Thursday, September 04, 2008

A kinder, gentler Switzerland for goldfish

More than a couple of reporters and bloggers have been amused these past few days by the news that the Swiss government has enacted new legislation intended to improve the lives of both domesticated and wild animals. What's elicited a titter or three is that it's now illegal to flush a live conscious goldfish down a toilet in Switzerland. I'm all for saving a fish the trauma of being flushed into someone's local sewage treatment plant, but have to wonder how the heck anyone would enforce something like that. I have this image of angry Swiss children morphing into Orwell's "The Spies" or "Youth League", ratting their parents out.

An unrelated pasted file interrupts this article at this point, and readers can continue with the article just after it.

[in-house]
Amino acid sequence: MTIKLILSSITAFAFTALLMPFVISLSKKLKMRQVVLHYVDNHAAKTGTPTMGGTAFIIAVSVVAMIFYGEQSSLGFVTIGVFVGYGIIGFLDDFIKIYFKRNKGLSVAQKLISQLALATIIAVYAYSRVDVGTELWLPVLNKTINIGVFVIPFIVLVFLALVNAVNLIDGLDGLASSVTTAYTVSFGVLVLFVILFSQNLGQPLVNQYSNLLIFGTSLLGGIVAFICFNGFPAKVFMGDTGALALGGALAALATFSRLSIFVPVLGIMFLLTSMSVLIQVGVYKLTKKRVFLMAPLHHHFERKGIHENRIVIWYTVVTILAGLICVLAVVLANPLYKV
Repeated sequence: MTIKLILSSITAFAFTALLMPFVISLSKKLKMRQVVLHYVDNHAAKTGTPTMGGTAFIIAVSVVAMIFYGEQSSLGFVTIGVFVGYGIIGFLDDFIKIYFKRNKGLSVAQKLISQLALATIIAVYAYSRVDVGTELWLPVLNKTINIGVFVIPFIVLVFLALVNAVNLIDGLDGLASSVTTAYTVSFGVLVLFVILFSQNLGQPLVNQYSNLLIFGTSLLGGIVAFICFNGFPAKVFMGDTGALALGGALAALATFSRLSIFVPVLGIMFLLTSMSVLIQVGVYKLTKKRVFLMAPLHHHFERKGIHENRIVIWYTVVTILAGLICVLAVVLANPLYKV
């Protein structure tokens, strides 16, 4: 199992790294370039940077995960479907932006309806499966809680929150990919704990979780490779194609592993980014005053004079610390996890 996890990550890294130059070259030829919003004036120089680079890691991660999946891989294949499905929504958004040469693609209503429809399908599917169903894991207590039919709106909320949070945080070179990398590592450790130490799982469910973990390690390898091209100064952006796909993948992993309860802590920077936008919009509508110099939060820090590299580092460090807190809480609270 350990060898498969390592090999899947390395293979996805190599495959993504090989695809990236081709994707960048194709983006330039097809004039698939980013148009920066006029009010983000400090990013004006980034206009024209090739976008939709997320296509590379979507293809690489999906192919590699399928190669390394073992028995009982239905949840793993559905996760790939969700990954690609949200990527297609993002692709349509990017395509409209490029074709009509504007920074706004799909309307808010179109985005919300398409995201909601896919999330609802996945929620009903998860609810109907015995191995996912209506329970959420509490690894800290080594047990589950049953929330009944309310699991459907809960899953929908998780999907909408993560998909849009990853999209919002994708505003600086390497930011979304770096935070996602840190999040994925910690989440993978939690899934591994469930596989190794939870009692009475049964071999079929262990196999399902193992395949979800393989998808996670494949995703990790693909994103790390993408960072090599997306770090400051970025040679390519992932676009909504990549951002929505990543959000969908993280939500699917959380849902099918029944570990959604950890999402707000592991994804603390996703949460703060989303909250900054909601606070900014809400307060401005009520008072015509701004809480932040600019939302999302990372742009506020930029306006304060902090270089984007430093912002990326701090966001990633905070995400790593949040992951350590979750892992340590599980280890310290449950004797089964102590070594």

In theory, many of the new changes are the kinds of things I'd love to see implemented in North America, as well. For instance, the lot of fish other than goldfish may be improved, since the cruel and common angling practice of catching and releasing fish is now illegal in Switzerland, as is using live fish as bait.

Changes affecting animals kept as "pets" include that budgies and hamsters may no longer be kept as individuals in captivity, but must be provided with companionship. The tail and ear cropping of dogs will no longer be allowed, and people who adopt them will be required to take training classes designed to lower the occurrence of biting mishaps.

In zoos, social creatures such as lamas, alpacas and yaks will need to be provided with companionship, as well. Pragmatically, it will be somewhat interesting to see how some of these things will actually be enforced. The very fact that these changes in legislation have been enacted and announced, however, reflects the sort of change in mindset that's promising.

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